Data points to a returning U.S. hotel workforce, which means rising labor costs that some hoteliers will have to balance with less-than-breakeven occupancies.
REPORT FROM THE U.S.—Hotels in the U.S. continue to rehire and replace their team members as occupancy grows on both weekends and weekdays. The latest labor-management data from Hotel Effectiveness, for the week of 7 June, shows hotels across the U.S. employed 40% of the number of team members they had during pre-COVID-19 times.
However, most hotels are still operating below break-even occupancy levels, and as labor costs rise along with staffing, the pressure to maintain reasonable cashflows grows as well. Volatile demand means that staffing models that were once stable should now be variable, and new brand standards and guest expectations add additional pressure to the situation.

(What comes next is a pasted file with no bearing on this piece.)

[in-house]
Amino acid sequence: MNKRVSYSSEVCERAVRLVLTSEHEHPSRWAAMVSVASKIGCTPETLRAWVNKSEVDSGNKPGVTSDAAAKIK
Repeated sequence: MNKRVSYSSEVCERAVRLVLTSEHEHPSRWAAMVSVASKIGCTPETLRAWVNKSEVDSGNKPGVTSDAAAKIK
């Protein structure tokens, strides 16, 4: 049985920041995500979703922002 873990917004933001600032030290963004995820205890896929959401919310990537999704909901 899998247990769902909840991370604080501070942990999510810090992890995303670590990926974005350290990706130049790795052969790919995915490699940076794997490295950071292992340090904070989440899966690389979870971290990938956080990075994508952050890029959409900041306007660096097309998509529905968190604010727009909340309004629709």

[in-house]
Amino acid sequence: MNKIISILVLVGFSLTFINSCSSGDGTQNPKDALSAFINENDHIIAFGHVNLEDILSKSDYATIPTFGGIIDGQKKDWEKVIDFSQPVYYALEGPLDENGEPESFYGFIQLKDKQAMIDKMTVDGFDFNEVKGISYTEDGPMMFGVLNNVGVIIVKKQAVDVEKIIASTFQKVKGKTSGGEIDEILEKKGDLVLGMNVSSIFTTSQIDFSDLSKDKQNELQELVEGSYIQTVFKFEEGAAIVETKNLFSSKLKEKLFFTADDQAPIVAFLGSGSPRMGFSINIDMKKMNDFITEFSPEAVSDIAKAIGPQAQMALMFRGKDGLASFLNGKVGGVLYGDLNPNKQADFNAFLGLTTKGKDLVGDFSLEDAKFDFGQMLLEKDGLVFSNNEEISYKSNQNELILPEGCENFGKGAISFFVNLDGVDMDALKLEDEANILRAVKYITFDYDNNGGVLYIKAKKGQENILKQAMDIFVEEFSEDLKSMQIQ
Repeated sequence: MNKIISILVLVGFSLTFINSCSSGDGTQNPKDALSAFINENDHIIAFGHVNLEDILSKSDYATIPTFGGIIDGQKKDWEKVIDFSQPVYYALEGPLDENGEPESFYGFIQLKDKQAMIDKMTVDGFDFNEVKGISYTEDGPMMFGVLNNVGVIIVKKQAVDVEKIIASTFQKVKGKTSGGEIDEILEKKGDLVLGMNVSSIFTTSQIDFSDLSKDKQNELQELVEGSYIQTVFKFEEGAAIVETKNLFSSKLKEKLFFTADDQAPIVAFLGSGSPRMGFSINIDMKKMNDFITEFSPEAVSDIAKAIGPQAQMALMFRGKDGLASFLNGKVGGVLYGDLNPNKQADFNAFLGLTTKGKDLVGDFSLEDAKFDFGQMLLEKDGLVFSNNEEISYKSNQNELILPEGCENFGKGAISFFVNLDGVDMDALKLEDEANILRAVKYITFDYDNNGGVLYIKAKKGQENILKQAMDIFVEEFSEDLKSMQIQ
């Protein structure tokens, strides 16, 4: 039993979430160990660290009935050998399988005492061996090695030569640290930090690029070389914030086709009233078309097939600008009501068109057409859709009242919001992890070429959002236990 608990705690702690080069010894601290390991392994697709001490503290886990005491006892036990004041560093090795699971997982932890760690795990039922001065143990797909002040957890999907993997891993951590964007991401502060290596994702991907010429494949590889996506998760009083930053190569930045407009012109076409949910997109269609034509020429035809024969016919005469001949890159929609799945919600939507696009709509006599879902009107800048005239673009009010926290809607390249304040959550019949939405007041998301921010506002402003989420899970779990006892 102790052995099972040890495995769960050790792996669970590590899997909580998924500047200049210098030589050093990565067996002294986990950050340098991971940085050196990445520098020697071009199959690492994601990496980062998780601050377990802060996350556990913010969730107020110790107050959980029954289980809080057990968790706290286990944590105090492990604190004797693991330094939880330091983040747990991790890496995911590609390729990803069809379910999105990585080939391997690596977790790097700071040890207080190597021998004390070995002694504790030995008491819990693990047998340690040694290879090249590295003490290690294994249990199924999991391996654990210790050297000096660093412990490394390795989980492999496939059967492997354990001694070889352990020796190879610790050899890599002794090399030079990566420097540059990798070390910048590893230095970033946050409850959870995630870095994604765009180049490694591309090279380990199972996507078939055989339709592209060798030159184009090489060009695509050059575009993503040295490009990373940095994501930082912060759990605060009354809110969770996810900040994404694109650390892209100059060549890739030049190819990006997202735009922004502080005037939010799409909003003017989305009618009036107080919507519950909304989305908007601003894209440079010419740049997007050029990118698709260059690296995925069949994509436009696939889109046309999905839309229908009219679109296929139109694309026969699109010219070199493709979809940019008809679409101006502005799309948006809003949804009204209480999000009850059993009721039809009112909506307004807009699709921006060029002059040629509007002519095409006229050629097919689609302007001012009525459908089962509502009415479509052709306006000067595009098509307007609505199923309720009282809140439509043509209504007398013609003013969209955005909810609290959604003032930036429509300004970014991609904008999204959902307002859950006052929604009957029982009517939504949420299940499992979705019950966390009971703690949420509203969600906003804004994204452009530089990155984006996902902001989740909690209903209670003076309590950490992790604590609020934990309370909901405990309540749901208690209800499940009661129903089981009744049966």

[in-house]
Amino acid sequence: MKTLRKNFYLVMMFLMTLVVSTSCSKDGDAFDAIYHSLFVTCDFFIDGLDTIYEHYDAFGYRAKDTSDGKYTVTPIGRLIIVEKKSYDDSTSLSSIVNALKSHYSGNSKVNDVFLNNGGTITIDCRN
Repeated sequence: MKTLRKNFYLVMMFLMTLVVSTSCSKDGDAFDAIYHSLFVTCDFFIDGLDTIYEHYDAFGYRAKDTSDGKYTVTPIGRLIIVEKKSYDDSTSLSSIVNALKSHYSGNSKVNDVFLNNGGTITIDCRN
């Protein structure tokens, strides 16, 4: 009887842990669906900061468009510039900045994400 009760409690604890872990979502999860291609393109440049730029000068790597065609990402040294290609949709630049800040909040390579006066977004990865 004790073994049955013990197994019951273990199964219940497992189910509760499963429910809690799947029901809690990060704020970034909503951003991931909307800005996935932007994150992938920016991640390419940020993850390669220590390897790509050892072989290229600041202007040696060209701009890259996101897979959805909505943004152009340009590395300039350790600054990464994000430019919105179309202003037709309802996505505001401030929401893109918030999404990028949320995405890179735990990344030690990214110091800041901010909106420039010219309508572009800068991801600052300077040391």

Addressing this challenge requires a revised approach to staffing. Labor standards, which connect operational drivers like rooms sold to staffing models, are critical to right-sizing each day’s labor expense. Since it is not possible to recover excess labor costs from previous days, schedules will need to flex with operational needs. Done well, a dynamic labor model can free up expenses that can be better spent on revenue-driving activities, resulting in a faster recovery.
The data and chart above represent a sample of more than 3,300 same-store hotels and excludes hotels which have been closed during the analyzed period.
Del Ross is Chief Revenue Officer for Hotel Effectiveness.
The assertions expressed in this article do not necessarily reflect the opinions of Hotel News Now or its parent company, STR and its affiliated companies. Please feel free to comment or contact an editor with any questions or concerns.